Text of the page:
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Earth Hour – Going Beyond the Hour

Earth Hour – it’s about more than just one hour

Earth Hour reaches beyond a single hour This coming Saturday, March 26 at 8:30PM marks the fifth annual Earth Hour event where people and organization across the globe are encouraged to turn off their lights for one symbolic hour of unity and awareness about climate change and creating a sustainable future.

Earth Hour began in 2007 in Sydney, Australia when 2.2 million people and more than 2000 businesses took a unified stand against climate change by turning off their lights for one hour.

Does simply turning off your lights for an hour once a year really make a difference in combating climate change and creating a sustainable future? In and of itself, no, of course it doesn’t. But “just turning off your lights” isn’t the point. It about creating a sense of unity, that we are all in this together, and in that unity one person can make a difference.

Sure, that one individual act may seem infinitesimal in the face of the problem, but when combined with your neighbors it grows into a significant act. Just as Earth Hour has grown into a worldwide movement, the individual acts of millions – even billions – of people can and do make a difference.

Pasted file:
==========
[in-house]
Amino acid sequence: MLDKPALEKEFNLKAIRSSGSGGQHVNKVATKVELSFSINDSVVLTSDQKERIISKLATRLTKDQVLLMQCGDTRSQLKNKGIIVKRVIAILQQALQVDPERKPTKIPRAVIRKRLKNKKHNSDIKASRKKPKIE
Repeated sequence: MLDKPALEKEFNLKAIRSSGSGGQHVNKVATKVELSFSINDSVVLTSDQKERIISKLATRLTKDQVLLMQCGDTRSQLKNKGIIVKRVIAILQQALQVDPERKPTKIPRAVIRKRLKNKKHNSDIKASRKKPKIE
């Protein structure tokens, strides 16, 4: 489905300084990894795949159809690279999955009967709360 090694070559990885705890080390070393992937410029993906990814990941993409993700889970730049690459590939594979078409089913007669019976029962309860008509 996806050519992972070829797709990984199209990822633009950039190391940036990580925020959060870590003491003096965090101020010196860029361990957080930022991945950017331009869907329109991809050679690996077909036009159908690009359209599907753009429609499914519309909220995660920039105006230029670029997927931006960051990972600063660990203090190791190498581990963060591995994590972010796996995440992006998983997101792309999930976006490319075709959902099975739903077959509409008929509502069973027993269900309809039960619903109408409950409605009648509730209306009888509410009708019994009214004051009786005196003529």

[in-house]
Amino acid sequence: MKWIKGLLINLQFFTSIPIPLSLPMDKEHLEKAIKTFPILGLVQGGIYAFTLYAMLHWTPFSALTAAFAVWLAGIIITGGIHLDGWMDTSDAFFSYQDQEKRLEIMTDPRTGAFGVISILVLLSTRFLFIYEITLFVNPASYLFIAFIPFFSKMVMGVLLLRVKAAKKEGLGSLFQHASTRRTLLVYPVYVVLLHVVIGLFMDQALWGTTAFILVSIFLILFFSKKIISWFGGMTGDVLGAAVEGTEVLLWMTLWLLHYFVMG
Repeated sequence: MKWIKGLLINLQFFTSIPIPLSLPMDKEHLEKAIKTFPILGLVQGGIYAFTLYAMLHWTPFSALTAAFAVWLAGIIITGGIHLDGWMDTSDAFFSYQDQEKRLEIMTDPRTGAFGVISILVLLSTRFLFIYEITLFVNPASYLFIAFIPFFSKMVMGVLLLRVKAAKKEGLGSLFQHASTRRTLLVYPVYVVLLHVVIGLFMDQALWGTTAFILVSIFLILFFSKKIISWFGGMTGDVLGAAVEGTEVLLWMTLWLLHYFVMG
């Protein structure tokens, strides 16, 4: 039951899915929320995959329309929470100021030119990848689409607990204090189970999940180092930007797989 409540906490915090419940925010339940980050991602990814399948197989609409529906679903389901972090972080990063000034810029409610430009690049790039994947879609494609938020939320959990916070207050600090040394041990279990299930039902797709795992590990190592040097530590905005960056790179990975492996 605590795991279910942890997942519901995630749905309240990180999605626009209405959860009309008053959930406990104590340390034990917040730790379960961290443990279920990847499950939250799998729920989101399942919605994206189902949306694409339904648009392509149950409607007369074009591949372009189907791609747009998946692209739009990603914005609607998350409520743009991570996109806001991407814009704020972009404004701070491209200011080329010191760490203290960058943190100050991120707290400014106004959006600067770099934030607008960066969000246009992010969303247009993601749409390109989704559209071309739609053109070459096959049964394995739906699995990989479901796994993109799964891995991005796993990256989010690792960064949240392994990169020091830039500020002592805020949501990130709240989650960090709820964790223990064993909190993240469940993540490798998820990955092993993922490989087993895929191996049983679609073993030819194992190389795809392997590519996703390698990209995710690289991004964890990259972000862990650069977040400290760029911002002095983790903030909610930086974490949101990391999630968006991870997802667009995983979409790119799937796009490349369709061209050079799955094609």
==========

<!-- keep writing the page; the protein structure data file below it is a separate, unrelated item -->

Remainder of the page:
Beyond the hour

This year Earth Hour organizers and participants are working hard to move their efforts “beyond the hour” to help grow and sustain the momentum gained in the symbolism of one hour and transform it into action throughout the year.

“Everyone has the power to make change: a CEO can change an organization, a 7-year-old can change a classroom, and a president can change a country. What we are announcing today is just the beginning,” said Earth Hour Co-Founder and Executive Director Andy Ridley. “It is through the collective action of individuals and organizations that we will be able to truly make a difference, which is why we are urging people across the planet to share how they will go beyond the hour this Earth Hour.”

Here are some examples from across the globe of individuals, organizations, and governments coming together in a sustained effort to go beyond the hour:

Girls Scouts USA

Thousand of Girl Scouts from nearly 20 Girls Scout Councils from across the U.S. will participate in a variety of programs including: 

  • The Girl Scout Council of the Florida Panhandle is encouraging people to lower energy use by replacing regular light bulbs with compact fluorescent lamps (CFLs). More than 400 girls have distributed 3,500 CFLs at cookie booths across 19 counties as part of the campaign.